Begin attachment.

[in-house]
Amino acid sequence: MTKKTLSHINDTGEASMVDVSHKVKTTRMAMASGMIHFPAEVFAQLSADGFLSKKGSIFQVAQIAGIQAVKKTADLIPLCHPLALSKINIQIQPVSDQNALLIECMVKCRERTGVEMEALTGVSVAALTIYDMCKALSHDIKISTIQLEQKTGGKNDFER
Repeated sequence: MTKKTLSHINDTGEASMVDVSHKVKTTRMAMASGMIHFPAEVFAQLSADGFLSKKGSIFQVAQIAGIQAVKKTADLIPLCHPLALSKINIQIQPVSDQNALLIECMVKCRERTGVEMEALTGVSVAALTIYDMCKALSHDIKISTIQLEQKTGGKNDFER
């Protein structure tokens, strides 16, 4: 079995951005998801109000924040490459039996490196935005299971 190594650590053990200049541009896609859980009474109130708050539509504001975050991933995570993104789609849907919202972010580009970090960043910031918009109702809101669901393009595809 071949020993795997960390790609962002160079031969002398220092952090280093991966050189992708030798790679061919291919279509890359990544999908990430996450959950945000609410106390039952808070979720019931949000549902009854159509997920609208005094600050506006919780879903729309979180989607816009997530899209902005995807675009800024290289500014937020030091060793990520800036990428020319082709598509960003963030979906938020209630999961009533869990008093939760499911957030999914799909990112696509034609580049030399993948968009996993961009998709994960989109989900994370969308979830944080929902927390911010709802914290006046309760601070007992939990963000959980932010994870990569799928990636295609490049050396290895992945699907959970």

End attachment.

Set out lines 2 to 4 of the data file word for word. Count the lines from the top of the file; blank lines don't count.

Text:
Amino acid sequence: MTKKTLSHINDTGEASMVDVSHKVKTTRMAMASGMIHFPAEVFAQLSADGFLSKKGSIFQVAQIAGIQAVKKTADLIPLCHPLALSKINIQIQPVSDQNALLIECMVKCRERTGVEMEALTGVSVAALTIYDMCKALSHDIKISTIQLEQKTGGKNDFER
Repeated sequence: MTKKTLSHINDTGEASMVDVSHKVKTTRMAMASGMIHFPAEVFAQLSADGFLSKKGSIFQVAQIAGIQAVKKTADLIPLCHPLALSKINIQIQPVSDQNALLIECMVKCRERTGVEMEALTGVSVAALTIYDMCKALSHDIKISTIQLEQKTGGKNDFER
């Protein structure tokens, strides 16, 4: 079995951005998801109000924040490459039996490196935005299971 190594650590053990200049541009896609859980009474109130708050539509504001975050991933995570993104789609849907919202972010580009970090960043910031918009109702809101669901393009595809 071949020993795997960390790609962002160079031969002398220092952090280093991966050189992708030798790679061919291919279509890359990544999908990430996450959950945000609410106390039952808070979720019931949000549902009854159509997920609208005094600050506006919780879903729309979180989607816009997530899209902005995807675009800024290289500014937020030091060793990520800036990428020319082709598509960003963030979906938020209630999961009533869990008093939760499911957030999914799909990112696509034609580049030399993948968009996993961009998709994960989109989900994370969308979830944080929902927390911010709802914290006046309760601070007992939990963000959980932010994870990569799928990636295609490049050396290895992945699907959970």